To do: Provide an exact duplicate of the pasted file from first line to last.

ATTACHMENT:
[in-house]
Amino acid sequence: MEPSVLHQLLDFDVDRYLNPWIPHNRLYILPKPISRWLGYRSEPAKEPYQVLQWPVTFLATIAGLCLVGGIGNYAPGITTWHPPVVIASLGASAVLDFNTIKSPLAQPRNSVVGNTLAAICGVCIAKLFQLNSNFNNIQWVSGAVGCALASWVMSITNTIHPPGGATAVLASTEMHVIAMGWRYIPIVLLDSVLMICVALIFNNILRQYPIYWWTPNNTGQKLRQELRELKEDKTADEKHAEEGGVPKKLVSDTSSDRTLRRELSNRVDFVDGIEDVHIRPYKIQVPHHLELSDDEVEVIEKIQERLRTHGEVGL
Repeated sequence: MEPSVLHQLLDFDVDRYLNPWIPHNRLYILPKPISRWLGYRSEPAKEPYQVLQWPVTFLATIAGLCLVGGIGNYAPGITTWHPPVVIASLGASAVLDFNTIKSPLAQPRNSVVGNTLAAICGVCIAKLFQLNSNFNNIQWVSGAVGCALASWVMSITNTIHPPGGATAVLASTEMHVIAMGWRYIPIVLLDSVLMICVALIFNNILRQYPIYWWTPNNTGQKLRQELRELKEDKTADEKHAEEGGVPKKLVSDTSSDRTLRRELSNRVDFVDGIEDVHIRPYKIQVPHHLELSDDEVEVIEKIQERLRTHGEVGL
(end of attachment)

[in-house]
Amino acid sequence: MEPSVLHQLLDFDVDRYLNPWIPHNRLYILPKPISRWLGYRSEPAKEPYQVLQWPVTFLATIAGLCLVGGIGNYAPGITTWHPPVVIASLGASAVLDFNTIKSPLAQPRNSVVGNTLAAICGVCIAKLFQLNSNFNNIQWVSGAVGCALASWVMSITNTIHPPGGATAVLASTEMHVIAMGWRYIPIVLLDSVLMICVALIFNNILRQYPIYWWTPNNTGQKLRQELRELKEDKTADEKHAEEGGVPKKLVSDTSSDRTLRRELSNRVDFVDGIEDVHIRPYKIQVPHHLELSDDEVEVIEKIQERLRTHGEVGL
Repeated sequence: MEPSVLHQLLDFDVDRYLNPWIPHNRLYILPKPISRWLGYRSEPAKEPYQVLQWPVTFLATIAGLCLVGGIGNYAPGITTWHPPVVIASLGASAVLDFNTIKSPLAQPRNSVVGNTLAAICGVCIAKLFQLNSNFNNIQWVSGAVGCALASWVMSITNTIHPPGGATAVLASTEMHVIAMGWRYIPIVLLDSVLMICVALIFNNILRQYPIYWWTPNNTGQKLRQELRELKEDKTADEKHAEEGGVPKKLVSDTSSDRTLRRELSNRVDFVDGIEDVHIRPYKIQVPHHLELSDDEVEVIEKIQERLRTHGEVGL